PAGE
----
The past two years in particular has been crazy in terms of our growing relationship with the supporters. When you go out now, you get noticed so much more and you see your teammates on billboards, adverts on drinks and things like that, and I know that’s not the reason we play football, but I think the more that can happen, the more it will help our game. The visual side of it is so important points for the little girls and little boys growing up to see the women's game as a part of their lives, and just a part of football. Those interactions and random chats are maybe one of the most rewarding things about being a footballer, and especially being a footballer at a club like Arsenal.
I just find it so weird thinking about how far my name has travelled now compared to just a few years ago. On social media for example, whenever I play or get a goal recently, or even when I’ve been out of the team, the love and support I’ve been feeling is incredible. It gives you such a boost. Recently after a game when I was getting on the team coach, there was a young girl asking for my signature and she said she was going to cry! I just think it’s so crazy that I can make someone feel like that by just playing football. But I mean, that's what kind of makes it so special to be a part of such a big club like Arsenal and to have the opportunity to give my all to this club. Whenever I pull up my shirt, that's all I want to do, and I love that people recognise that. It means a lot to me.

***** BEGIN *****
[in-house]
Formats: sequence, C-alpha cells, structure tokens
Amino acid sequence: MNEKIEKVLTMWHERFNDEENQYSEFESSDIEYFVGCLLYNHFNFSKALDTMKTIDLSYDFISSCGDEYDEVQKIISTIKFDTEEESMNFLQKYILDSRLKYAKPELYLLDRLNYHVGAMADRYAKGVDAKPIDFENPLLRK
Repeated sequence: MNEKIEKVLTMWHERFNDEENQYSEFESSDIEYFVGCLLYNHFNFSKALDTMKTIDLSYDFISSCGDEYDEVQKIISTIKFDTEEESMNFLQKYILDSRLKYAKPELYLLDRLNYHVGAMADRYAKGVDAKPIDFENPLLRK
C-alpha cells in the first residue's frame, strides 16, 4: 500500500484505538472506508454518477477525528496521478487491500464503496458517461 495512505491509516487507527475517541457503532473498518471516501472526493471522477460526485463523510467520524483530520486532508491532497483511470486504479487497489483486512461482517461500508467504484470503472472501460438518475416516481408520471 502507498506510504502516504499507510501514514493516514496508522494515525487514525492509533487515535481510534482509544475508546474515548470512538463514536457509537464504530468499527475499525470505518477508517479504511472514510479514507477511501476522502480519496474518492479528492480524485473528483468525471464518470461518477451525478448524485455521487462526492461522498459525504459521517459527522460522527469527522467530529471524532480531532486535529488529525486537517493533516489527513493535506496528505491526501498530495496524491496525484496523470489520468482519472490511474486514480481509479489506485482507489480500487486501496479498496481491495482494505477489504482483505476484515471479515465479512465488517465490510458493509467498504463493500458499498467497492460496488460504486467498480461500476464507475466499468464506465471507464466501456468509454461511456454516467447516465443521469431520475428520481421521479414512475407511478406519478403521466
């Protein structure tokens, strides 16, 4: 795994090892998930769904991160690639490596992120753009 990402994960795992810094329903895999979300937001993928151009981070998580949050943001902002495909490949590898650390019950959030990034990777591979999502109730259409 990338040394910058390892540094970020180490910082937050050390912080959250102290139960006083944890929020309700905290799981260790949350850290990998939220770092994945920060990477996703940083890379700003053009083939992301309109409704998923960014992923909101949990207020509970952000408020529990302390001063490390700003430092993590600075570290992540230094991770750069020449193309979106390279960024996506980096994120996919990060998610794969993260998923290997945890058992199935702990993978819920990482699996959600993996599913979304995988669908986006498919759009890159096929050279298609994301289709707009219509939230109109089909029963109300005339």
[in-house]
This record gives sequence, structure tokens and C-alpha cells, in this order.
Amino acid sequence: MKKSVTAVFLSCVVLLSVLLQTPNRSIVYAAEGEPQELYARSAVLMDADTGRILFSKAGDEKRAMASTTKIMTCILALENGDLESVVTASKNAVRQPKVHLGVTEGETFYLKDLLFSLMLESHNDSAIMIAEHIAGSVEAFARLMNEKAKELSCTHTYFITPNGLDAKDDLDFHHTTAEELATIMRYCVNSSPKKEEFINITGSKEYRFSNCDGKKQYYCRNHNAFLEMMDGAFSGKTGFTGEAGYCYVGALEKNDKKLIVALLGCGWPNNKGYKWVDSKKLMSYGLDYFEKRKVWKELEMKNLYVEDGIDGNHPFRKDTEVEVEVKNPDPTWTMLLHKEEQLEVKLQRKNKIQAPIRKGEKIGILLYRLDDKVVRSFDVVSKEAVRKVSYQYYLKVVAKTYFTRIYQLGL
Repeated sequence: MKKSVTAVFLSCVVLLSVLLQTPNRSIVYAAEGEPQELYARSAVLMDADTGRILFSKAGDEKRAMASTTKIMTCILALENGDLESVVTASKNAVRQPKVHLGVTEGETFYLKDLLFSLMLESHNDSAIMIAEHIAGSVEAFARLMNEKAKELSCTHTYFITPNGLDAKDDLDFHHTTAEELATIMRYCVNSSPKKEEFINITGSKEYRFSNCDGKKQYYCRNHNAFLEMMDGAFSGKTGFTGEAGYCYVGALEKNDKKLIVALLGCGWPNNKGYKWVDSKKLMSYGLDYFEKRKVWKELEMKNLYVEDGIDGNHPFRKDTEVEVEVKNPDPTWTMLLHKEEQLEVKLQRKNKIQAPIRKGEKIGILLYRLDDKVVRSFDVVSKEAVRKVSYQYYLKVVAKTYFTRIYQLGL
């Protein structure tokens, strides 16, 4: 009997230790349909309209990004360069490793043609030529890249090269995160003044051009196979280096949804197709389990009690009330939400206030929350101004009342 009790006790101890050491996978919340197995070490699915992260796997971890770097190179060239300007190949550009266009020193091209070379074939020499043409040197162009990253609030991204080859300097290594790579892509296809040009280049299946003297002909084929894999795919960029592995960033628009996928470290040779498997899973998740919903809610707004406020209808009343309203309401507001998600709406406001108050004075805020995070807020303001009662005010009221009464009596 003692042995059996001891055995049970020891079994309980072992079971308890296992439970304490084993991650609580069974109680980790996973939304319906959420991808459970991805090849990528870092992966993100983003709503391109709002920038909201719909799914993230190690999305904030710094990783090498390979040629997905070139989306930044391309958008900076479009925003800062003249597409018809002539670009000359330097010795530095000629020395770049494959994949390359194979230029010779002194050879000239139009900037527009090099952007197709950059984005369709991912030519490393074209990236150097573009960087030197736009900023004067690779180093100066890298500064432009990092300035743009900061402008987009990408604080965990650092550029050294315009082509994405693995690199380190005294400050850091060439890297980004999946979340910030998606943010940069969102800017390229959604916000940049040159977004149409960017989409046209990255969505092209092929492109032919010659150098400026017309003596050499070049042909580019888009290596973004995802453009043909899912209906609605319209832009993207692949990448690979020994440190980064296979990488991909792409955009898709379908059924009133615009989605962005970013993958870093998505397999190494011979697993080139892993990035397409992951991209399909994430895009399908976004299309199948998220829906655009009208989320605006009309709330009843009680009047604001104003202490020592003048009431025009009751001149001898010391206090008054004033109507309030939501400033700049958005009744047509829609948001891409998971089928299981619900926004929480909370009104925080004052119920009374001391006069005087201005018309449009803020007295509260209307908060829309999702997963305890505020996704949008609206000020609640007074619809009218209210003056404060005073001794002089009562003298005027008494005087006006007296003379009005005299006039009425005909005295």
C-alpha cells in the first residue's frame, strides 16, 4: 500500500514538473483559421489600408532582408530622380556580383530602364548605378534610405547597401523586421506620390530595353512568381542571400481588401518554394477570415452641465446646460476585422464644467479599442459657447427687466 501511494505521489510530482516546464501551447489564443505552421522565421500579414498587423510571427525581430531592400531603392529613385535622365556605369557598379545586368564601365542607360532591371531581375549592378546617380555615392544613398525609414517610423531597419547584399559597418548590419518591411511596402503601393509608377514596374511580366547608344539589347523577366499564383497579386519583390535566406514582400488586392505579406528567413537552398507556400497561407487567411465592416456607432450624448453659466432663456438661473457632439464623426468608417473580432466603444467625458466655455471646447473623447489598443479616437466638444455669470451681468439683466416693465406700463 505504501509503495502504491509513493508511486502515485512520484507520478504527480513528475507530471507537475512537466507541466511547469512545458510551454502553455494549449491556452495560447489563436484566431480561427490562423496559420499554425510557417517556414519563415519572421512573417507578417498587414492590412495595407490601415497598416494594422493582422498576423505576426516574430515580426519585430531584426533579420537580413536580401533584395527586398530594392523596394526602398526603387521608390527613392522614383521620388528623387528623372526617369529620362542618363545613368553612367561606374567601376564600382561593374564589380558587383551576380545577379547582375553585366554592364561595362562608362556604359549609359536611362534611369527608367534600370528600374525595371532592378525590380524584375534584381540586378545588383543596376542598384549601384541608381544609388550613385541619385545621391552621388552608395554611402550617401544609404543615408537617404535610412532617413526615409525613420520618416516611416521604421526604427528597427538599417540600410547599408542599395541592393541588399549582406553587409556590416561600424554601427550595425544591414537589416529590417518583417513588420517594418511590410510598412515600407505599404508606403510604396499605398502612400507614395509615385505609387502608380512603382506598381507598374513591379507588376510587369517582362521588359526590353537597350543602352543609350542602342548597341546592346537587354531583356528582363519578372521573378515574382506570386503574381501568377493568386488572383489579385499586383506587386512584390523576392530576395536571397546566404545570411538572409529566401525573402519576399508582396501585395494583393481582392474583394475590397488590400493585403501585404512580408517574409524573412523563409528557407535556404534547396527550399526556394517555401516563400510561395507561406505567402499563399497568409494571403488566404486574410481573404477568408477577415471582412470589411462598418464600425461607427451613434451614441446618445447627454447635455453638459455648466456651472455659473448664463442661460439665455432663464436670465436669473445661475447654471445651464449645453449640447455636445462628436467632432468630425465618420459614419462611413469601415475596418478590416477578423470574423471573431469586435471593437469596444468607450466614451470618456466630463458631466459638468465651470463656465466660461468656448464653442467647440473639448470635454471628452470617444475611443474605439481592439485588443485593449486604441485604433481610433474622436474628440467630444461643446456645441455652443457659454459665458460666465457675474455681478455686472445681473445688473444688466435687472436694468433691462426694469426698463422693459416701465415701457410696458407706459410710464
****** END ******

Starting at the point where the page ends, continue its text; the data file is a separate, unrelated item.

As for my season so far, I think it’s been one of two halves. It’s been tough in stages, but I’d say I’m quite an experienced player now, so I've seen when players have kind of thrown the dummy out and I've never, ever wanted to be that player. I think I've obviously learned from others, which obviously, might not be a good thing at times, but in terms of myself, you know, I know, whatever happens, I'll give 100% in every single training session and game, whenever I’m given the chance to represent this club. I wouldn’t say it’s luck, but I think little moments come about because of how hard you’ve worked, and I don’t think those recent moments would have come for me if I hadn’t been working so hard behind the scenes. It’s been tough mentally because of course I want to play every single game, but I’ve stuck it out, worked hard and hopefully all of you think that I’ve taken my chance.
The journey I’ve been on has been crazy. I started the season on the bench and within a few weeks I’m back in the starting XI and captaining the team, which is always an honour for me that will never get old. It’s crazy how quick things can change in football and it’s nice to know that Jonas still sees those qualities in me, both as a player on the pitch and my leadership qualities too.
I obviously want to be a part of the England squad, and I know that requires game time to make it possible, so I think when I got my chances recently, I've obviously been under a lot of pressure to perform, but that’s football and it’s a pressure that I’m used to. All I can do is control what I can do, and that’s training well with the aim of helping the team to win whenever I get on the pitch. I think it's a huge part of football, to remember that you’re part of a team and it’s not just down to one person, and who knows, when you think like that a little bit of luck might come your way.
It's tough, but I think that so many things can happen in football, and I always tell myself if you’re doing all you can, there’s nothing more you can do. In my mind, there would be nothing worse than coming home from training and feeling like I could have given more, and you’ve just let the day pass you by. That’s not who I am, and it never will be.